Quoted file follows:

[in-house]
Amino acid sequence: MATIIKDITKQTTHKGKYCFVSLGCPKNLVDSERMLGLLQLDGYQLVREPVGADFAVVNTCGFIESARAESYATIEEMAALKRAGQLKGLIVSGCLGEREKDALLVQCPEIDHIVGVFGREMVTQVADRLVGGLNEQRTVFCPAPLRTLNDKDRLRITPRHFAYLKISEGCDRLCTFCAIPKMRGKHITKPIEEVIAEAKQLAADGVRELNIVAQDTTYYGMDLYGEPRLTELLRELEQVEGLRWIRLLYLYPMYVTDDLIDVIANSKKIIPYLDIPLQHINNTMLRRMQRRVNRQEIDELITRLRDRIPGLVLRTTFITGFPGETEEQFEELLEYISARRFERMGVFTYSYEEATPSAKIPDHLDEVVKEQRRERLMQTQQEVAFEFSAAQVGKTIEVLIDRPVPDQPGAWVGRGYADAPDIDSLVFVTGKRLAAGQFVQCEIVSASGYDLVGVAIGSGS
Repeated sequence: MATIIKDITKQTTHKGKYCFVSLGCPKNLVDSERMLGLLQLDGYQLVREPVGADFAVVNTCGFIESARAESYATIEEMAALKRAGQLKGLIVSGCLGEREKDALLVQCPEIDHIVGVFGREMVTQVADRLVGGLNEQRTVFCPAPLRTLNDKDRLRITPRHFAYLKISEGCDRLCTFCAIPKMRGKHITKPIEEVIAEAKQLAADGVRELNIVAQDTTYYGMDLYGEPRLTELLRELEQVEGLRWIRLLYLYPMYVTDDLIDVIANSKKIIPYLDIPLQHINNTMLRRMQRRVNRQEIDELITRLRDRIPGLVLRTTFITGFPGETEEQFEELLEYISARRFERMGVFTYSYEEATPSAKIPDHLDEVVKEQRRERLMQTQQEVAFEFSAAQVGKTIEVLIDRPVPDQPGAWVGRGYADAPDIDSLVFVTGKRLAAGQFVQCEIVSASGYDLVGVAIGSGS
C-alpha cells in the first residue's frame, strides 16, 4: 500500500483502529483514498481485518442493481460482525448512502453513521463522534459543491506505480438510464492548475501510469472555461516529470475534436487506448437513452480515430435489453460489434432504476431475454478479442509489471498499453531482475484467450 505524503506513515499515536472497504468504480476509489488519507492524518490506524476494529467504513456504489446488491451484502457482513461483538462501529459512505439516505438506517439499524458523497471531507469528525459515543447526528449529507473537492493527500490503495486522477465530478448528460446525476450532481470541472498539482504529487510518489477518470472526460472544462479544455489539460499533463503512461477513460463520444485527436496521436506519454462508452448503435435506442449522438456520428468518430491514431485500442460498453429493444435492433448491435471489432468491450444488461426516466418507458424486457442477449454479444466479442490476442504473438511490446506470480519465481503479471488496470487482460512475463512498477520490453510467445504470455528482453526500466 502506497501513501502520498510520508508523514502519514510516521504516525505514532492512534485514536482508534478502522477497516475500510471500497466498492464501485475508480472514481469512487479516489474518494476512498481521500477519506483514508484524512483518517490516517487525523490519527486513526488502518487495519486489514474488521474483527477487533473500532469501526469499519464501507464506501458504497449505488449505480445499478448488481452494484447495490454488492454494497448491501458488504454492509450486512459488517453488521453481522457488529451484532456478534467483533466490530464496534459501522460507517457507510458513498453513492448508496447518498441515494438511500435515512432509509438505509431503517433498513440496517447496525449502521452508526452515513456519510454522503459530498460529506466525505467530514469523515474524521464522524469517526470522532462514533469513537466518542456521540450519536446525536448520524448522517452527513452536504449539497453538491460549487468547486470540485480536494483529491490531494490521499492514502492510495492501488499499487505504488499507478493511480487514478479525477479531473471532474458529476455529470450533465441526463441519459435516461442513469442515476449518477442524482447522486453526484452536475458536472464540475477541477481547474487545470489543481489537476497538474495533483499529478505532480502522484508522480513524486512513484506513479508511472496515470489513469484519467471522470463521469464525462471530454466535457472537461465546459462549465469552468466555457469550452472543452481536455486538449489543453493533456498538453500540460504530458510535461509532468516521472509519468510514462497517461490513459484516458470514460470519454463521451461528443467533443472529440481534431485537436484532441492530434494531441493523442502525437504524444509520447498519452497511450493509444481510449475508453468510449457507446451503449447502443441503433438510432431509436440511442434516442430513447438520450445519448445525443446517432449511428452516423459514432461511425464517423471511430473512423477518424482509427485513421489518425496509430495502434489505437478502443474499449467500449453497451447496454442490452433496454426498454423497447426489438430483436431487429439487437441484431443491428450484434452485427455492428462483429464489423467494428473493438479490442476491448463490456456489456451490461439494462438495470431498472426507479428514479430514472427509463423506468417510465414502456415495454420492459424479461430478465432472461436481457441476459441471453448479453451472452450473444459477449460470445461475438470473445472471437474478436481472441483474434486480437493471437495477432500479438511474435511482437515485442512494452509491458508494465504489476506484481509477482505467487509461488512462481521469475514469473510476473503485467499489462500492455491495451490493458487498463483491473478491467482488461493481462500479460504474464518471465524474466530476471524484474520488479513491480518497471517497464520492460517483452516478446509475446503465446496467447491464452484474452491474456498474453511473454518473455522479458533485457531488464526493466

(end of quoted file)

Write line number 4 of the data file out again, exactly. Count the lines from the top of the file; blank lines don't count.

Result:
C-alpha cells in the first residue's frame, strides 16, 4: 500500500483502529483514498481485518442493481460482525448512502453513521463522534459543491506505480438510464492548475501510469472555461516529470475534436487506448437513452480515430435489453460489434432504476431475454478479442509489471498499453531482475484467450 505524503506513515499515536472497504468504480476509489488519507492524518490506524476494529467504513456504489446488491451484502457482513461483538462501529459512505439516505438506517439499524458523497471531507469528525459515543447526528449529507473537492493527500490503495486522477465530478448528460446525476450532481470541472498539482504529487510518489477518470472526460472544462479544455489539460499533463503512461477513460463520444485527436496521436506519454462508452448503435435506442449522438456520428468518430491514431485500442460498453429493444435492433448491435471489432468491450444488461426516466418507458424486457442477449454479444466479442490476442504473438511490446506470480519465481503479471488496470487482460512475463512498477520490453510467445504470455528482453526500466 502506497501513501502520498510520508508523514502519514510516521504516525505514532492512534485514536482508534478502522477497516475500510471500497466498492464501485475508480472514481469512487479516489474518494476512498481521500477519506483514508484524512483518517490516517487525523490519527486513526488502518487495519486489514474488521474483527477487533473500532469501526469499519464501507464506501458504497449505488449505480445499478448488481452494484447495490454488492454494497448491501458488504454492509450486512459488517453488521453481522457488529451484532456478534467483533466490530464496534459501522460507517457507510458513498453513492448508496447518498441515494438511500435515512432509509438505509431503517433498513440496517447496525449502521452508526452515513456519510454522503459530498460529506466525505467530514469523515474524521464522524469517526470522532462514533469513537466518542456521540450519536446525536448520524448522517452527513452536504449539497453538491460549487468547486470540485480536494483529491490531494490521499492514502492510495492501488499499487505504488499507478493511480487514478479525477479531473471532474458529476455529470450533465441526463441519459435516461442513469442515476449518477442524482447522486453526484452536475458536472464540475477541477481547474487545470489543481489537476497538474495533483499529478505532480502522484508522480513524486512513484506513479508511472496515470489513469484519467471522470463521469464525462471530454466535457472537461465546459462549465469552468466555457469550452472543452481536455486538449489543453493533456498538453500540460504530458510535461509532468516521472509519468510514462497517461490513459484516458470514460470519454463521451461528443467533443472529440481534431485537436484532441492530434494531441493523442502525437504524444509520447498519452497511450493509444481510449475508453468510449457507446451503449447502443441503433438510432431509436440511442434516442430513447438520450445519448445525443446517432449511428452516423459514432461511425464517423471511430473512423477518424482509427485513421489518425496509430495502434489505437478502443474499449467500449453497451447496454442490452433496454426498454423497447426489438430483436431487429439487437441484431443491428450484434452485427455492428462483429464489423467494428473493438479490442476491448463490456456489456451490461439494462438495470431498472426507479428514479430514472427509463423506468417510465414502456415495454420492459424479461430478465432472461436481457441476459441471453448479453451472452450473444459477449460470445461475438470473445472471437474478436481472441483474434486480437493471437495477432500479438511474435511482437515485442512494452509491458508494465504489476506484481509477482505467487509461488512462481521469475514469473510476473503485467499489462500492455491495451490493458487498463483491473478491467482488461493481462500479460504474464518471465524474466530476471524484474520488479513491480518497471517497464520492460517483452516478446509475446503465446496467447491464452484474452491474456498474453511473454518473455522479458533485457531488464526493466